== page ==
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Bitcoin Cash (BCH) is a crypto currency and alternative version of the Bitcoin project that arose as a result of a programmed hard bifurcation that was executed on August 1, 2017 and that resulted in the separation of the original chain of bitcoin blocks into two differentiated and coexisting chains of blocks. Its irruption in the ecosystem is the result of a prolonged disagreement on how to achieve bitcoin scalability. Bitcoin Cash currently has the capacity to process data blocks of 32 MB every approximately 10 minutes (30 MB more than the most popular version of Bitcoin), does not support Segwit transactions and supports a proprietary address format called CashAddress, differentiable from the traditional format and more compatible with the potential addition of intelligent contracts.
In 2010, Satoshi Nakamoto introduced a maximum limit of 1 MB on the size of temporary bitcoin blocks. The purpose of this measure was to prevent SPAM attacks that might have threatened the stability of the currency in its earliest stages. As a consequence of the relationship between transaction processing capacity and adoption growth, over time, blocks of this size became insufficient, and the network began to become congested. The bitcoin network at that time had the capacity to authenticate approximately 2000 operations (in traditional format) in each block, and since only 1 block could be generated every 10 minutes (for security reasons), the bitcoin network had a processing capacity of about 7 transfers per second.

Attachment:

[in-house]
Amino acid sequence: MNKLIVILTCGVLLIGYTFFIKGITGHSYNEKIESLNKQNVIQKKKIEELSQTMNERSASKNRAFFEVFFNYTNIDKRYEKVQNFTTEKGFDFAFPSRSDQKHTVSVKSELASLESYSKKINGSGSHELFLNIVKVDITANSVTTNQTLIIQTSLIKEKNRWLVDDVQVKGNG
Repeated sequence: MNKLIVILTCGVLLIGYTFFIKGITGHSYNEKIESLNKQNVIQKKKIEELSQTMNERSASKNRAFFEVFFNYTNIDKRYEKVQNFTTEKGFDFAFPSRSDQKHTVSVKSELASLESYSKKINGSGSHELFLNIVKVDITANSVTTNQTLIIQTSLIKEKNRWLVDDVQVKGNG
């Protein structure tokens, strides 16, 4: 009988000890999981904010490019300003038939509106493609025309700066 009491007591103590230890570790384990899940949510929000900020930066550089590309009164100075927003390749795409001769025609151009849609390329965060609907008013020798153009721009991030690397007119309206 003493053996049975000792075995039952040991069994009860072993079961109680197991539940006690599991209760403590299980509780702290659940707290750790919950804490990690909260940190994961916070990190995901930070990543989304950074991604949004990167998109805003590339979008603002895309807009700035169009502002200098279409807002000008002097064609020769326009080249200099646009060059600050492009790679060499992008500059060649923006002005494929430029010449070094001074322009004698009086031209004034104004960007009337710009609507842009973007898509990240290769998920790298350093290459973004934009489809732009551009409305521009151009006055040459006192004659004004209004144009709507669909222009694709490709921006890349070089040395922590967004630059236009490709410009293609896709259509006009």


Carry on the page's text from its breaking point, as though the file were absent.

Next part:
The aforementioned congestion, together with the relationship between voluntarily paid tariffs and confirmation time, forced users to choose between a longer waiting time for the first confirmation of their transactions, and paying high tariffs (often equal to or greater than the amount sent, and many times greater than what you would pay if you used other means of payment).